Trapezium Four
Trapezium Four printable sheet
You may wish to use GeoGebra to explore this problem.
What makes a shape a trapezium?
The diagonals of a trapezium divide it into four parts.

Can you create a trapezium where two of those parts are equal in area?

Can you create a trapezium where three of those parts are equal in area?

Can you create a trapezium where all four parts are equal in area?
In each case can you explain how much freedom you have?
Or, if any of those challenges are impossible, say why you think that.
Well done to Dominic from St Paul's School, Tom from Bristol Grammar School, and Margaret in Cornwall who in different ways pointed out that :
When you put together the purple and blue triangles this larger triangle must have the same area as the larger triangle made from orange and blue because they share the same base and have the same height, therefore must match for area. Then as blue is common to both these triangles the bits that are purple and orange must also be equal in area.
Well done Margaret for pointing out that yellow and blue are similar triangles :
So if, looking at the two parallel side lengths, we said that the longer side is $k$ times the shorter then the blue triangle has $k^2$ times the area of yellow because the blue height is $k$ times bigger than the yellow height.
Looking along a diagonal of the trapezium and comparing yellow with purple they have the same "height away from the diagonal" but purple's "base along that diagonal" is $k$ times as big as yellow's base (those similar triangles again) and so purple's area will be $k$ times as big as the area of yellow.
Comparing all four areas : purple and orange will always be equal, yellow will always be smaller than them while blue will always be larger.
The ratio of areas for yellow, purple, orange and blue is $1 : k : k : k^2$.
Well done to Tom and Dominic for pointing out that the only time anything happens other than just two areas equal is on the occasion that the parallel sides are the same length, the diagonals then intersect at their midpoints, the trapezium at that moment becomes a parallelogram, and the four colours occupy equal areas.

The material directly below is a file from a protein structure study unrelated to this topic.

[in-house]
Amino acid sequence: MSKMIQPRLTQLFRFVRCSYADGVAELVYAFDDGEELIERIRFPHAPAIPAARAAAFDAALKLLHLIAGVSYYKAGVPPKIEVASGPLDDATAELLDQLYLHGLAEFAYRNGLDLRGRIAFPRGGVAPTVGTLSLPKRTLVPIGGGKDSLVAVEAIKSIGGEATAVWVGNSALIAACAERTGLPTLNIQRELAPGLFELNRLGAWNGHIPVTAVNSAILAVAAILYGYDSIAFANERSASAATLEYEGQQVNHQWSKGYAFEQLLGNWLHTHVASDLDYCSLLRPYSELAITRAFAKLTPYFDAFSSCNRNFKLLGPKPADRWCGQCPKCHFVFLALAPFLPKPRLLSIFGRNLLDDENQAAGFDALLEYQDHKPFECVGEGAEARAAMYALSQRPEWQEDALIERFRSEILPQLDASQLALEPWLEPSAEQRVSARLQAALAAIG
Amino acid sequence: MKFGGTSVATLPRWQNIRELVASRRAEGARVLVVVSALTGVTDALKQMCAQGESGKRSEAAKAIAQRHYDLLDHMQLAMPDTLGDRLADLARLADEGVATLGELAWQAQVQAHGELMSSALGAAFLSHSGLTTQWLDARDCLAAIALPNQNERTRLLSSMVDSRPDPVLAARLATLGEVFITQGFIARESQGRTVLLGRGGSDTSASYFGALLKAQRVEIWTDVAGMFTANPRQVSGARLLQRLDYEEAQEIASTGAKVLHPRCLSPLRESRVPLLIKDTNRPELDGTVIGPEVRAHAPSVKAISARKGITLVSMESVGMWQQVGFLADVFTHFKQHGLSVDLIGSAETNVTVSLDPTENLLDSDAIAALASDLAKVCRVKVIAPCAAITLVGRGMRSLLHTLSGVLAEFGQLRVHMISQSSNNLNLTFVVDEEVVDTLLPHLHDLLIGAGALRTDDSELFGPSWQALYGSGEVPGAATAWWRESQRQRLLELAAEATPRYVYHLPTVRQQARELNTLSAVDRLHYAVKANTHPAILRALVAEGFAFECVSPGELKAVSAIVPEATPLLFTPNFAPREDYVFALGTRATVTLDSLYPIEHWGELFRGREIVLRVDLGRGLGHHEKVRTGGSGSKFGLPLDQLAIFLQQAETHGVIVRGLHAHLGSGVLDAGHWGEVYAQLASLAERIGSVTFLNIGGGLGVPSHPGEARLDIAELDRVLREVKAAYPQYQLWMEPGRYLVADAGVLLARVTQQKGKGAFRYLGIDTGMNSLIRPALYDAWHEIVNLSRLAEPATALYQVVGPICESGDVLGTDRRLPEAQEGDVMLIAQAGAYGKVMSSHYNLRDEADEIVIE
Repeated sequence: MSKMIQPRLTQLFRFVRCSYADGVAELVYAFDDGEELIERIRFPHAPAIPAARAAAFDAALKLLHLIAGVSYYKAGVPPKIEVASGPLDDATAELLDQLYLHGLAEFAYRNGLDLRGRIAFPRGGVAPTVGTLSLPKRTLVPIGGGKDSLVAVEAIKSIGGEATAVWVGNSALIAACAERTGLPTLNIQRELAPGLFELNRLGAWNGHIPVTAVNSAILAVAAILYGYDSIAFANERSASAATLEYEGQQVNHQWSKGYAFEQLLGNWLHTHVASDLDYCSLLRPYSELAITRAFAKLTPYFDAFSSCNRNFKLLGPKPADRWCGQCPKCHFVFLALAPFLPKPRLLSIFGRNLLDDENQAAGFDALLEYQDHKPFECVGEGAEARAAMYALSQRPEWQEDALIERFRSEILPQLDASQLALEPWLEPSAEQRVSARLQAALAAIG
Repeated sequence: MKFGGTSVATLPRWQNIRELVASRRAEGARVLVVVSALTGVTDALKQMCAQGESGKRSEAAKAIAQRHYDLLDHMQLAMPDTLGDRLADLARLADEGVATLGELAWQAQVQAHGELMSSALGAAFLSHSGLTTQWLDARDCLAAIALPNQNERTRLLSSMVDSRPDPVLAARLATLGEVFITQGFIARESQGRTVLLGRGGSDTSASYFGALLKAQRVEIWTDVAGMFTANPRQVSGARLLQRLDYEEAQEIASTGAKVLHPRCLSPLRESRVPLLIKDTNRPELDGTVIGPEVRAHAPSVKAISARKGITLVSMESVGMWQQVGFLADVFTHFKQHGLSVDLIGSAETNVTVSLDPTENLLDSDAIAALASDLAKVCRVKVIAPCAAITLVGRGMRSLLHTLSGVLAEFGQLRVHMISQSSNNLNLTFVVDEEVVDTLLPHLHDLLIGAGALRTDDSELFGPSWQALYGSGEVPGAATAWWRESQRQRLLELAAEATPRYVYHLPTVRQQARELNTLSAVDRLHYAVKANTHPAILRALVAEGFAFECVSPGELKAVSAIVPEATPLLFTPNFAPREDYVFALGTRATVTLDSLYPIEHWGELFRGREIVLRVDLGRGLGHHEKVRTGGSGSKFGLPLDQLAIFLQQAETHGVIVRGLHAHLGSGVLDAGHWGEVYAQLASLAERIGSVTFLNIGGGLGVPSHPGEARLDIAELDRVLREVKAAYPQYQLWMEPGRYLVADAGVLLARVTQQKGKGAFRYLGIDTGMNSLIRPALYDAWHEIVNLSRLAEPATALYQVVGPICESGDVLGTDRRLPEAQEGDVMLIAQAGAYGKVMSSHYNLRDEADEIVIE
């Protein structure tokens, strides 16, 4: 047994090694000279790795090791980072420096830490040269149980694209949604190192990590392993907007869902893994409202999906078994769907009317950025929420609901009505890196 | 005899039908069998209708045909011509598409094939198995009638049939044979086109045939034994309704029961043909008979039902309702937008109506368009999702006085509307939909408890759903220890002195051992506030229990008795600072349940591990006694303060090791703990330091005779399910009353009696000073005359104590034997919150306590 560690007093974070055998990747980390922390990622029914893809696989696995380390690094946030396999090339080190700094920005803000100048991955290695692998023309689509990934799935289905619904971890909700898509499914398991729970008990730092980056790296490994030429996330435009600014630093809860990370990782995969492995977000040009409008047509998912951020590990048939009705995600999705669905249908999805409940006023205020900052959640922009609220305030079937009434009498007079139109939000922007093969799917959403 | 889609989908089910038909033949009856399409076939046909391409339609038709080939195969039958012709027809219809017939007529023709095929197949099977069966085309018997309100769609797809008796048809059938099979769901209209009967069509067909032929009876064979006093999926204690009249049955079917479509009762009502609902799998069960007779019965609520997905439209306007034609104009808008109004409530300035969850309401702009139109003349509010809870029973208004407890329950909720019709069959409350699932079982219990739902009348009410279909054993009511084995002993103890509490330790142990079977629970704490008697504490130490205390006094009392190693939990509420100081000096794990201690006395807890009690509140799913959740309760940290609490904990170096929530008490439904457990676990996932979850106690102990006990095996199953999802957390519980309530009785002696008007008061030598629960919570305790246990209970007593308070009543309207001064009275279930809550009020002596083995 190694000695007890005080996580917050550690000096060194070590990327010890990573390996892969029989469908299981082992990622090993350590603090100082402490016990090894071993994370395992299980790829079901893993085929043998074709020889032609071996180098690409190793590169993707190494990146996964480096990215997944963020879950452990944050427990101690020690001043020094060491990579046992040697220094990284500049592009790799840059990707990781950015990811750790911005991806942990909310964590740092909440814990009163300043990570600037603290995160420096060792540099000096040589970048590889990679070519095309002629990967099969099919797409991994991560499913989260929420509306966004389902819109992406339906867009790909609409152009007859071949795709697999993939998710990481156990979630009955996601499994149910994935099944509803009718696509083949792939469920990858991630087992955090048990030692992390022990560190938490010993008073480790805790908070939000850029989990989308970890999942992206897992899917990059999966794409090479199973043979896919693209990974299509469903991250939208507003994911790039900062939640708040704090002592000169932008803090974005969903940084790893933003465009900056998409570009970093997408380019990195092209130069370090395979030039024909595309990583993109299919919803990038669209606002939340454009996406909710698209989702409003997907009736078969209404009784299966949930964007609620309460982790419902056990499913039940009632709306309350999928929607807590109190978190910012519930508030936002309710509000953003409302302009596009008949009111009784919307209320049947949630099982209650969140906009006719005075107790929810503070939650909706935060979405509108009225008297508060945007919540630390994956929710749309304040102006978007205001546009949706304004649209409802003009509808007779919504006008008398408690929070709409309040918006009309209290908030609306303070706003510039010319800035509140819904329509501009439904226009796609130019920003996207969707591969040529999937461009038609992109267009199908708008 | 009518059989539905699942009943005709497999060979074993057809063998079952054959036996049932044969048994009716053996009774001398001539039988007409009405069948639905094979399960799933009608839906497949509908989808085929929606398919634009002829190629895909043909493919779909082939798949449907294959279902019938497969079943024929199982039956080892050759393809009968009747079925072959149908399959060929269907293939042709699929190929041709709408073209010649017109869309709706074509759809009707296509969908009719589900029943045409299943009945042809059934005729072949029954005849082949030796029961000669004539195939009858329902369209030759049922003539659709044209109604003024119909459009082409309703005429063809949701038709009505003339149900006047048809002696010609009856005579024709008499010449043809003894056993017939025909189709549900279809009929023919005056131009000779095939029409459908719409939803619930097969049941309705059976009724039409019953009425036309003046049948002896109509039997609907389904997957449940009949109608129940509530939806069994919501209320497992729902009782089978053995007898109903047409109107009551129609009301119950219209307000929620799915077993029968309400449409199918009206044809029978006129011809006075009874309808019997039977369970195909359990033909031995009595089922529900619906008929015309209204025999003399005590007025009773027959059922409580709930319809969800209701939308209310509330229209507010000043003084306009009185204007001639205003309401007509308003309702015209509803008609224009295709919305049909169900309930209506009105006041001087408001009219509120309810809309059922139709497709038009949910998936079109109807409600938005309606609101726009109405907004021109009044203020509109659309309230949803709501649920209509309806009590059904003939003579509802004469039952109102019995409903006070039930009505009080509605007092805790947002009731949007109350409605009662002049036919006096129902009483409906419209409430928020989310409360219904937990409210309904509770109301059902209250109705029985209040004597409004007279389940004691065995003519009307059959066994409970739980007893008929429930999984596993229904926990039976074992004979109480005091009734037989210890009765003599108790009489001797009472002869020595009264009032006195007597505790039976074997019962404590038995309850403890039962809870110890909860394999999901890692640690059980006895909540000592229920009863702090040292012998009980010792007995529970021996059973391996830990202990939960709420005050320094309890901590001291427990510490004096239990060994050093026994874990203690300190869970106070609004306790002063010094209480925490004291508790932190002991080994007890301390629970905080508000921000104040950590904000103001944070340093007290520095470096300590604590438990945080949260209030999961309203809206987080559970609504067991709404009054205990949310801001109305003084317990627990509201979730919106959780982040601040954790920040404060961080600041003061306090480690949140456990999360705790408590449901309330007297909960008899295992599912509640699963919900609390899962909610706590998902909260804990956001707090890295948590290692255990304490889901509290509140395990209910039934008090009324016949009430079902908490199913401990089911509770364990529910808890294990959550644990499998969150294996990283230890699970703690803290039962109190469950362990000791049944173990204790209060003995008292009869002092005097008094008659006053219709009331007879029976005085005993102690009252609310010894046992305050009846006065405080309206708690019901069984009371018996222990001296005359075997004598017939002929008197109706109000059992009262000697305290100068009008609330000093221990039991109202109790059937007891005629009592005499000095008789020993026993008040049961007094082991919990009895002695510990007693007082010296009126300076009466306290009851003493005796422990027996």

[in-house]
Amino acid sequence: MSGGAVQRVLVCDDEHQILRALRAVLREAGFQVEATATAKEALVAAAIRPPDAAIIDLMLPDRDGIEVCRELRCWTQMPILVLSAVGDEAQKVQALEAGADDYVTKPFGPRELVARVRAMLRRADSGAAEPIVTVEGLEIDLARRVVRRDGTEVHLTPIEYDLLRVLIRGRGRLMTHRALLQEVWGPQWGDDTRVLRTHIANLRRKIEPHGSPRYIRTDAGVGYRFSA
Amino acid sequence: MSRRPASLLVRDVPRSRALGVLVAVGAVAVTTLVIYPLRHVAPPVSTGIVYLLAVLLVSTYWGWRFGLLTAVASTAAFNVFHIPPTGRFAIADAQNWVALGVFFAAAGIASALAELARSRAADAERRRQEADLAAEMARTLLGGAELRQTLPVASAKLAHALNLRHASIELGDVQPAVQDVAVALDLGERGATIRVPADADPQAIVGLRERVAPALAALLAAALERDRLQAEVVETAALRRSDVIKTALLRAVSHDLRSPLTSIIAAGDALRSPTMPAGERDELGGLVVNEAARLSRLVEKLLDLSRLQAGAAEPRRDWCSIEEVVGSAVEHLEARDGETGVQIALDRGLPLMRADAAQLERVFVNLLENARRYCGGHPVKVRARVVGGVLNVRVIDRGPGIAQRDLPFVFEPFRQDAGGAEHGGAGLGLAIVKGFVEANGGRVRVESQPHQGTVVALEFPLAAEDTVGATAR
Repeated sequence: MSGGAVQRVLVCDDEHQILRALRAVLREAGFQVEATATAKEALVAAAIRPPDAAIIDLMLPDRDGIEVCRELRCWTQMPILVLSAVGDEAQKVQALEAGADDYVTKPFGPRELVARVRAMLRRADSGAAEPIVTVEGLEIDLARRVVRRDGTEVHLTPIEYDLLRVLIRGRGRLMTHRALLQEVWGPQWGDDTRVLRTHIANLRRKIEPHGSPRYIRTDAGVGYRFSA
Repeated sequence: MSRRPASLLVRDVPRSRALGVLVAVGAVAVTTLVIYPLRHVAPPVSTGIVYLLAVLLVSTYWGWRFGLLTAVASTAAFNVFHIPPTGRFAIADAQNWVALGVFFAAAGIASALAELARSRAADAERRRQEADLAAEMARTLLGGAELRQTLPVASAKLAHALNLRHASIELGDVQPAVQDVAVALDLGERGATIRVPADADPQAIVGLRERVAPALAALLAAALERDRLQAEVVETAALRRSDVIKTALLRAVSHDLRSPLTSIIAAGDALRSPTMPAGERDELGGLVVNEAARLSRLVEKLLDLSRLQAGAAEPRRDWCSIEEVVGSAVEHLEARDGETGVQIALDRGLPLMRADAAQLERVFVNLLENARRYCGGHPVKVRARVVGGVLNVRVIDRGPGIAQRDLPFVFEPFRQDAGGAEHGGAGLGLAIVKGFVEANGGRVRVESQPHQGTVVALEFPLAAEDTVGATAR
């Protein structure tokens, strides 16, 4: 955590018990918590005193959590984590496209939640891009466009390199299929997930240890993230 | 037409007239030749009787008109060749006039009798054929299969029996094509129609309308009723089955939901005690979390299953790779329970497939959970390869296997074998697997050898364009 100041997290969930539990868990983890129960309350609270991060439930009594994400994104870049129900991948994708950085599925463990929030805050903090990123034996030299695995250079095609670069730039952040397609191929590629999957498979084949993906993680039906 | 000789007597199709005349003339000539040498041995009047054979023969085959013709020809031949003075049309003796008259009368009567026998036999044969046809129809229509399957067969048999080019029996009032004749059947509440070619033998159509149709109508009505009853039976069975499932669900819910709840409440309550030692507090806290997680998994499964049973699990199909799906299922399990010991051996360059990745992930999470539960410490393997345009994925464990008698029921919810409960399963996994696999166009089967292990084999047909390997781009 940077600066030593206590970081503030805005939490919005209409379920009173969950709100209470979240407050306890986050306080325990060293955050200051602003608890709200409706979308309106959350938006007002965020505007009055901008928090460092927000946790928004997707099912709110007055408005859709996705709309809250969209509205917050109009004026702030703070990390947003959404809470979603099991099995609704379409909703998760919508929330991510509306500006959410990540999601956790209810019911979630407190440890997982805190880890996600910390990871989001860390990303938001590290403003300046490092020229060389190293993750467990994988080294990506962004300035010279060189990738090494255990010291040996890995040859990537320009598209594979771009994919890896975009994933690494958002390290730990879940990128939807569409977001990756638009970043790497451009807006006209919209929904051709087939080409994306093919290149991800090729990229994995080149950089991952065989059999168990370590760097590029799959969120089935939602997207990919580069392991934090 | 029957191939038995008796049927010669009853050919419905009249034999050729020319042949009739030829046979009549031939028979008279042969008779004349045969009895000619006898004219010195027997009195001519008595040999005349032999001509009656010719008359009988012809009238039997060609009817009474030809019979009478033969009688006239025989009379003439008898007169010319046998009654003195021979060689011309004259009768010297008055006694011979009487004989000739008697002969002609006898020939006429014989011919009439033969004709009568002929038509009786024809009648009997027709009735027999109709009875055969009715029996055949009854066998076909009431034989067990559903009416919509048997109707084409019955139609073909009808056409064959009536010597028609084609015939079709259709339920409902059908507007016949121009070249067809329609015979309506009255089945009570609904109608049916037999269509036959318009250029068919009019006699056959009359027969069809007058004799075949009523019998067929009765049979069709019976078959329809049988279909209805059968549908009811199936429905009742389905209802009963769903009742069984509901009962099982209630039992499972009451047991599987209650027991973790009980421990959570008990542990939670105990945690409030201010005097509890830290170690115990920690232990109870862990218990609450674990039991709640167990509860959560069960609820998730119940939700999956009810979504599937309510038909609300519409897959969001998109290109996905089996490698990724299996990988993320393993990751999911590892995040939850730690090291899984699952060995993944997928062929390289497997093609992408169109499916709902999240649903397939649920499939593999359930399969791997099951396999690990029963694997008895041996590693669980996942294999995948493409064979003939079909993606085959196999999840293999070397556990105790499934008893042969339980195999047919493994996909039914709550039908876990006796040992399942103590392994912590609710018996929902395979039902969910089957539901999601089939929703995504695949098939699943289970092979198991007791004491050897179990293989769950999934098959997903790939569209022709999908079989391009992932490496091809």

Why do this problem?
This problem has been created to draw attention to area relationships within any trapezium.
Possible approach:
Encourage students to play with the form and extract (propose and support with reasoning) as many properties as possible.
Students may need to draw a variety of trapezia until they have a mental map of the situation. This will give them confidence and help them see the generality within the problem.
Key questions:

Have you made a number of different trapezia and found the area of each of the four triangles? (Dynamic geometry software may be useful here)

What did you find?

What are the cases to be considered in the problem? [all four areas different, two matching, three matching, and all four equal] How would the trapezium have to be to make each case occur?
Possible support:
Students who are not ready for this challenge without preliminary activity might explore a figure made from two parallel lines of length 3cm and 5cm, at a perpendicular distance of 4cm from each other. Lines are drawn between the left end of the 3cm line and the right end of the 5cm, and similarly with the other ends, to create two similar triangles. Students can then explore the ratio between lengths in the figure.
 What can you say about these two triangles?
 What can you say about their areas?
 What can you say about line ratios in this figure?
 How much freedom to move does this figure possess, if the conditions involving the lengths 3cm, 4cm and 5cm are maintained? And how are the answers above altered by that movement?
Possible extension:
What is the ratio of the four triangle areas? start with some specific lengths for the parallel sides and the distance between them if that helps.